The Professor Is In now says that this phrase has been overused to death. And while there have been times that teaching has inspired my research--teaching The Secret History and Flannery O'Connor's work together, for example, inspired a conference paper--generally the expectation with literature is that you teach things based on your current work, in order to spend more time with those texts in general.
Nevertheless, as I'm thinking through my new teaching statement, I'm struck by this statement in "Towards Desegregating Syllabuses: Teaching American Literary Realism and Racial Uplift Fiction" by Michele Birnbaum, that her essay assumes that "teaching is not simply the effluvia of research. In fact, we must consider the classroom as the source rather than the aftermath of critical practice."(1)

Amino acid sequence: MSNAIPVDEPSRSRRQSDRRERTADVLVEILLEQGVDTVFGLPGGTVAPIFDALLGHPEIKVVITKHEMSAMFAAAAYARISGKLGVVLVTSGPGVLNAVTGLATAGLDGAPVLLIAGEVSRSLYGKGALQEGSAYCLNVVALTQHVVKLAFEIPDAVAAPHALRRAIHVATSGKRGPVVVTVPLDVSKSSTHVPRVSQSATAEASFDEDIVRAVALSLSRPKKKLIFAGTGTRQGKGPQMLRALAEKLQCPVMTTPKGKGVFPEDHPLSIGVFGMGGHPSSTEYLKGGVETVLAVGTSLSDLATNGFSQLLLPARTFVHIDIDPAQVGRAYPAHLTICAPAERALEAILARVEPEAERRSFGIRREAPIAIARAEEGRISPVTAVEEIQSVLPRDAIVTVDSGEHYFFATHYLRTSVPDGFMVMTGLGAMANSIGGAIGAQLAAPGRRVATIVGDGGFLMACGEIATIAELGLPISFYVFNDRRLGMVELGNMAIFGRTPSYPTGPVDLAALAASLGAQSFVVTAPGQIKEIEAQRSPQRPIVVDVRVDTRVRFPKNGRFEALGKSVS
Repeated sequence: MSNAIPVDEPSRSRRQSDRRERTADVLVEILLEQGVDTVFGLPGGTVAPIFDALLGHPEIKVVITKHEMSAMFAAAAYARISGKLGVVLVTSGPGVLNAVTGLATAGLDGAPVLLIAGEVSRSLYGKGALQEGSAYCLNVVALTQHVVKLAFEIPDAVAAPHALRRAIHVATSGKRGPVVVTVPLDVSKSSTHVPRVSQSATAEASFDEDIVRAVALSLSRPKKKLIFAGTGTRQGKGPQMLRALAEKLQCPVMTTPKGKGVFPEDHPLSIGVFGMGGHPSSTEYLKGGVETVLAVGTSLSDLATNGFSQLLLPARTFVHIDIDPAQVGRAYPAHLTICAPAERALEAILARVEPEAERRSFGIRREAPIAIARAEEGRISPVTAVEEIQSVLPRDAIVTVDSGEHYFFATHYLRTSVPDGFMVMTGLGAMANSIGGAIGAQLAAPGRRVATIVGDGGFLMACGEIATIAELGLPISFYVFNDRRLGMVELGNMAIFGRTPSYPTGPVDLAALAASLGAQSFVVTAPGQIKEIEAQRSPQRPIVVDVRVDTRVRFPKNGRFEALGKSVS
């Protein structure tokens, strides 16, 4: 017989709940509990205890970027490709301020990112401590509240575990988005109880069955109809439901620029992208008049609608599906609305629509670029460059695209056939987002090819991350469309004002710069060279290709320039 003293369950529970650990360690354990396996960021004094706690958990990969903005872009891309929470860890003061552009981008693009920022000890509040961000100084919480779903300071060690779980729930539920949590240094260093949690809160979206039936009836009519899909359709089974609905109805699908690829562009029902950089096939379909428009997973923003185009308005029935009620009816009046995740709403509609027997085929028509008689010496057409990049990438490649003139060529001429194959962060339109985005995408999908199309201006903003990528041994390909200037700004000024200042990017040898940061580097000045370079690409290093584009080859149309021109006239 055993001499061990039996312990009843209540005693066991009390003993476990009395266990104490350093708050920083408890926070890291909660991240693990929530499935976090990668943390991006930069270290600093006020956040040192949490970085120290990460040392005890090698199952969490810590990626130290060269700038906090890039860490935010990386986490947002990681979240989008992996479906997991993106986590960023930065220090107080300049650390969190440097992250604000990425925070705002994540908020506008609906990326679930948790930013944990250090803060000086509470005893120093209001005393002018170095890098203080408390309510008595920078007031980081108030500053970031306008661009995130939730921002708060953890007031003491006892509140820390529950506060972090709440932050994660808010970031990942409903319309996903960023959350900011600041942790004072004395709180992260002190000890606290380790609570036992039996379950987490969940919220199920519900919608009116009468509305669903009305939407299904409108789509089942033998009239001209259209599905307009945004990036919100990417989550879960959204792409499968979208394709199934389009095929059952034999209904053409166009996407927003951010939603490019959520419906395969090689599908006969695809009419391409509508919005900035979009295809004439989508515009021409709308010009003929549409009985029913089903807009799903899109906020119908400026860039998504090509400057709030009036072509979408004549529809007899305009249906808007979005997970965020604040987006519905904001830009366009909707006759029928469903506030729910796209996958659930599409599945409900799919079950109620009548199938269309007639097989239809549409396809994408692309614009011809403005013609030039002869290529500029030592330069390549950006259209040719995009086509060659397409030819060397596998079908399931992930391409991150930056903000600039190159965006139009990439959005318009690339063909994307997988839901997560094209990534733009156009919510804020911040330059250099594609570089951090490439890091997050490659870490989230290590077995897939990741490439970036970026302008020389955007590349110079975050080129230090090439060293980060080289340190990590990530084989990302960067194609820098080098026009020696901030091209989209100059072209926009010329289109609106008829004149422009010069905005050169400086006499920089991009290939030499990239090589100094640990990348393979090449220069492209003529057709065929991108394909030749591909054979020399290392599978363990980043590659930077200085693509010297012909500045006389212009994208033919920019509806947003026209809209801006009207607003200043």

What does this mean, that teaching is not simply the effluvia of research? What happens if we consider the classroom the source of critical practice? I'm going to ponder this further, but I welcome comments here.
(1) Birnbaum, Michele. "Towards Desegregating Syllabuses: Teaching American Literary Realism and Racial Uplift Fiction." Teaching Literature: A Companion. Ed. Tanya Agathocleous and Ann C. Dean. New York: Palgrave MacMillan, 2003.